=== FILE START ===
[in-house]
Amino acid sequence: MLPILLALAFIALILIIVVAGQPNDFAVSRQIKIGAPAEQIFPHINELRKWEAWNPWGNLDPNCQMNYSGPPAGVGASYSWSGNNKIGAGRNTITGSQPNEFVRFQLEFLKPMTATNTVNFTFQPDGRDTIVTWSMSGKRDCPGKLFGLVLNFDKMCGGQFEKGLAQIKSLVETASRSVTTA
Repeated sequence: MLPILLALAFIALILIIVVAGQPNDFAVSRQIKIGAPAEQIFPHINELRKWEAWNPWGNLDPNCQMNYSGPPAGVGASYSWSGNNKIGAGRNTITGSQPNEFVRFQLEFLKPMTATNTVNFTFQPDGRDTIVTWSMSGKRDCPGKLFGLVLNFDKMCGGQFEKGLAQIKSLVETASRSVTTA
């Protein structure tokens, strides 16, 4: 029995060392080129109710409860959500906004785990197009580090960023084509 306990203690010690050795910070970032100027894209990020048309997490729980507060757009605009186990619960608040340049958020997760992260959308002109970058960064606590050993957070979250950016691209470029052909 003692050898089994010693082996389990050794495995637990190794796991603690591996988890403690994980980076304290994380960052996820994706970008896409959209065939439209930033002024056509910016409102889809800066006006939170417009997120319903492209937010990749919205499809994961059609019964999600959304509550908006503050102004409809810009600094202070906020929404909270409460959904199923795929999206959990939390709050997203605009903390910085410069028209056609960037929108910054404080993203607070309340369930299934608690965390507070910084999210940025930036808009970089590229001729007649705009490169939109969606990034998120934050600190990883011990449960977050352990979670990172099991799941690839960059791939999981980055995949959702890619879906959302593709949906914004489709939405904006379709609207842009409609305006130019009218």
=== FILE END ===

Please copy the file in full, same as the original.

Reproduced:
[in-house]
Amino acid sequence: MLPILLALAFIALILIIVVAGQPNDFAVSRQIKIGAPAEQIFPHINELRKWEAWNPWGNLDPNCQMNYSGPPAGVGASYSWSGNNKIGAGRNTITGSQPNEFVRFQLEFLKPMTATNTVNFTFQPDGRDTIVTWSMSGKRDCPGKLFGLVLNFDKMCGGQFEKGLAQIKSLVETASRSVTTA
Repeated sequence: MLPILLALAFIALILIIVVAGQPNDFAVSRQIKIGAPAEQIFPHINELRKWEAWNPWGNLDPNCQMNYSGPPAGVGASYSWSGNNKIGAGRNTITGSQPNEFVRFQLEFLKPMTATNTVNFTFQPDGRDTIVTWSMSGKRDCPGKLFGLVLNFDKMCGGQFEKGLAQIKSLVETASRSVTTA
């Protein structure tokens, strides 16, 4: 029995060392080129109710409860959500906004785990197009580090960023084509 306990203690010690050795910070970032100027894209990020048309997490729980507060757009605009186990619960608040340049958020997760992260959308002109970058960064606590050993957070979250950016691209470029052909 003692050898089994010693082996389990050794495995637990190794796991603690591996988890403690994980980076304290994380960052996820994706970008896409959209065939439209930033002024056509910016409102889809800066006006939170417009997120319903492209937010990749919205499809994961059609019964999600959304509550908006503050102004409809810009600094202070906020929404909270409460959904199923795929999206959990939390709050997203605009903390910085410069028209056609960037929108910054404080993203607070309340369930299934608690965390507070910084999210940025930036808009970089590229001729007649705009490169939109969606990034998120934050600190990883011990449960977050352990979670990172099991799941690839960059791939999981980055995949959702890619879906959302593709949906914004489709939405904006379709609207842009409609305006130019009218």